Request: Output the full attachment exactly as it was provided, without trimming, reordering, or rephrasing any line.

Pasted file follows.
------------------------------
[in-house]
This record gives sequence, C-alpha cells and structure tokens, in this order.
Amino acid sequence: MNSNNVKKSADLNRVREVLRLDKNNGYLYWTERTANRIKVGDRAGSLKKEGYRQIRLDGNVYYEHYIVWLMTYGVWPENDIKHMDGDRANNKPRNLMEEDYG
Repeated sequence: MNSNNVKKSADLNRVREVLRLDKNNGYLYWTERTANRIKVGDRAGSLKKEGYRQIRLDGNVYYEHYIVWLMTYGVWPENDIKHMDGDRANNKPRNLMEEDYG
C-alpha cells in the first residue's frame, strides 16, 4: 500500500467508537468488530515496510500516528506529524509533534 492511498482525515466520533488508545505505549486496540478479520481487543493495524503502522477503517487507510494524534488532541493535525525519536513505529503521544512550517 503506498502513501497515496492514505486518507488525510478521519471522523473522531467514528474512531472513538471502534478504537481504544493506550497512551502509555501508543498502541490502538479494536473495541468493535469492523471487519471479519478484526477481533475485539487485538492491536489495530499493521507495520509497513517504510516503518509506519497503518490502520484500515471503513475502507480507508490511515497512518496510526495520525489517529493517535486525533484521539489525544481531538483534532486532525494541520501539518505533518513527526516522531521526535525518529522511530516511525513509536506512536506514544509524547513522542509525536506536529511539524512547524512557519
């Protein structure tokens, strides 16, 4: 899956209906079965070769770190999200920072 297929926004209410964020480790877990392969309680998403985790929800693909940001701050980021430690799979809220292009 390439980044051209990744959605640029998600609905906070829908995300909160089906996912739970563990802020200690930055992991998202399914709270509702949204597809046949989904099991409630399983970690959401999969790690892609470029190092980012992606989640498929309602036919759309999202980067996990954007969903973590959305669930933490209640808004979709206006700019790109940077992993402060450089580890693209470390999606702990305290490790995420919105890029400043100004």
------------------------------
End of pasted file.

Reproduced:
[in-house]
This record gives sequence, C-alpha cells and structure tokens, in this order.
Amino acid sequence: MNSNNVKKSADLNRVREVLRLDKNNGYLYWTERTANRIKVGDRAGSLKKEGYRQIRLDGNVYYEHYIVWLMTYGVWPENDIKHMDGDRANNKPRNLMEEDYG
Repeated sequence: MNSNNVKKSADLNRVREVLRLDKNNGYLYWTERTANRIKVGDRAGSLKKEGYRQIRLDGNVYYEHYIVWLMTYGVWPENDIKHMDGDRANNKPRNLMEEDYG
C-alpha cells in the first residue's frame, strides 16, 4: 500500500467508537468488530515496510500516528506529524509533534 492511498482525515466520533488508545505505549486496540478479520481487543493495524503502522477503517487507510494524534488532541493535525525519536513505529503521544512550517 503506498502513501497515496492514505486518507488525510478521519471522523473522531467514528474512531472513538471502534478504537481504544493506550497512551502509555501508543498502541490502538479494536473495541468493535469492523471487519471479519478484526477481533475485539487485538492491536489495530499493521507495520509497513517504510516503518509506519497503518490502520484500515471503513475502507480507508490511515497512518496510526495520525489517529493517535486525533484521539489525544481531538483534532486532525494541520501539518505533518513527526516522531521526535525518529522511530516511525513509536506512536506514544509524547513522542509525536506536529511539524512547524512557519
């Protein structure tokens, strides 16, 4: 899956209906079965070769770190999200920072 297929926004209410964020480790877990392969309680998403985790929800693909940001701050980021430690799979809220292009 390439980044051209990744959605640029998600609905906070829908995300909160089906996912739970563990802020200690930055992991998202399914709270509702949204597809046949989904099991409630399983970690959401999969790690892609470029190092980012992606989640498929309602036919759309999202980067996990954007969903973590959305669930933490209640808004979709206006700019790109940077992993402060450089580890693209470390999606702990305290490790995420919105890029400043100004």